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PULAU TENGAH, MERSING, JOHOR, MALAYSIA
This island retreat set within Malaysia’s protected Johor Marine Park has a deep respect for nature. Batu Batu strongly believes that private sector tourism can act as a catalyst for positive change through the preservation and regeneration of the rich but fragile biodiversity around the Johor islands. As evidence of this conviction, Batu Batu founded and provides core funding for Tengah Island Conservation (TIC), a biodiversity management initiative dedicated to the research, rehabilitation and regeneration of the surrounding natural environment.
Meaning rocks in the local Malay language, Batu Batu is a laid-back retreat set among coconut trees on the uninhabited island of Pulau Tengah. Constructed by local carpenters using traditional techniques in the Malay vernacular style, the 20 one-bedroom and two two-bedroom villas sit within the island’s wild greenery in a way reminiscent of a Malay kampung or village. Guests can spend days exploring the island’s eight white sand beaches, hiking through the jungle, kayaking around the island, snorkelling on the house reefs or learning about the island’s fragile ecosystems from the Tengah Island Conservation scientists.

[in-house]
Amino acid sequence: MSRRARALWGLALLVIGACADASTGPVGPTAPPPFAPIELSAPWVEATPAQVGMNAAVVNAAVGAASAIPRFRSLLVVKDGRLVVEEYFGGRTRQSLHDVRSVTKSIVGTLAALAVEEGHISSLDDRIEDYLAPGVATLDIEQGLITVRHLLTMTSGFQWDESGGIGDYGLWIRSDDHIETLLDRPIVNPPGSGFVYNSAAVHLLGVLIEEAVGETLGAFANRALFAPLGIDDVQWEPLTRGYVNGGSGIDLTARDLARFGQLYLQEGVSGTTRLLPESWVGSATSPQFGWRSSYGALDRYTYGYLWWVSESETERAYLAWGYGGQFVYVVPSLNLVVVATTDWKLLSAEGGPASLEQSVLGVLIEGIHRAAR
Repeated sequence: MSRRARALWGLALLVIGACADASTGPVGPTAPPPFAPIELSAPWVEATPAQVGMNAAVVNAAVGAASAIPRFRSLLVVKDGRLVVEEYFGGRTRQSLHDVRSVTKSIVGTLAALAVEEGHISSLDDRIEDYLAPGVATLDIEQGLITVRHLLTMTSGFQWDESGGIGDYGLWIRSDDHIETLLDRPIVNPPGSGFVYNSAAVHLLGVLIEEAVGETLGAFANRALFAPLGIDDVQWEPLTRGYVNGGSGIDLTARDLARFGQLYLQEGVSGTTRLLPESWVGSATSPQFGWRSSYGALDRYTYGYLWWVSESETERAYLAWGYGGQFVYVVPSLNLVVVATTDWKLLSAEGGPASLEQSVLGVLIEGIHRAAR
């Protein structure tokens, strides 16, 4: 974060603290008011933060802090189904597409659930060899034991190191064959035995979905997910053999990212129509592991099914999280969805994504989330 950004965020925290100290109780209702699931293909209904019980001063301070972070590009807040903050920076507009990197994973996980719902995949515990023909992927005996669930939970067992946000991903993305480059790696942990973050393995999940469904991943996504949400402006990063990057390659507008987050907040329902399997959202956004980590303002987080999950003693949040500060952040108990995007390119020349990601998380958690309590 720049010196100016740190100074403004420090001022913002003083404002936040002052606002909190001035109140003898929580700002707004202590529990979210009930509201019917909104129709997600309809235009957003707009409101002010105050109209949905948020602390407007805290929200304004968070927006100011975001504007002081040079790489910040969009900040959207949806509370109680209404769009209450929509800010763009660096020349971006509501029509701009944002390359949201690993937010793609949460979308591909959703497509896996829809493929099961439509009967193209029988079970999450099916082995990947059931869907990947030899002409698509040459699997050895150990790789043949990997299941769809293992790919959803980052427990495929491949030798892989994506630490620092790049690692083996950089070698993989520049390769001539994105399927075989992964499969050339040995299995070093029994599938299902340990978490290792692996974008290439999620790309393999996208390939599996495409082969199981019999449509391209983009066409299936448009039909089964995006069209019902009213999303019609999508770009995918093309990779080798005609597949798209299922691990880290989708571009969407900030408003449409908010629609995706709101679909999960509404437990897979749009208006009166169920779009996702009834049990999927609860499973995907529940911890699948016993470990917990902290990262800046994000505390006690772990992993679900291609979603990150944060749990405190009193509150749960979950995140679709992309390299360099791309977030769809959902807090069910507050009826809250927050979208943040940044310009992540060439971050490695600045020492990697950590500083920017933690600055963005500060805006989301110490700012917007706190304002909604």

Batu Batu aims to tread lightly, source sustainably, behave responsibly and support the local economy wherever possible. Proud winners of the WTM Responsible Tourism silver award 2019 under the category Best for Wildlife and Nature Conservation, Batu Batu believes this is a never-ending journey you have to be in for The Long Run.
Batu Batu joined The Long Run in 2020 embarking on a sustainability journey committing to a holistic balance of the 4Cs – Conservation, Community, Culture and Commerce – as a means to contribute meaningfully to the biodiversity and the people of their local region.
Batu Batu believes that private sector tourism can act as a catalyst for positive change through the preservation and regeneration of the rich but fragile biodiversity of the surrounding marine park. Firstly, through creating transformational tourism experiences, it hopes that guests leave informed and inspired with greater mindfulness and respect for the environment. Secondly, the destination sees the benefit of incoming tourism revenues flowing to the local communities with a portion applied to the protection and regeneration of biodiversity.
In 2019, Batu Batu founded the Tengah Island Conservation (TIC) at the Tunku Abdul Jalil Conservation Centre. TIC is a stand-alone, non-profit biodiversity management initiative that currently employs a full-time team of scientists. TIC has expanded its scope of environmental work beyond sea turtles to coral reef conservation, marine debris management, and community outreach and engagement. Last year (2019), the TIC team surveyed and mapped 1-million square metres of coral reef, patrolled seven islands covering 85km2 each morning, and removed over 13 tonnes of marine debris from the reefs.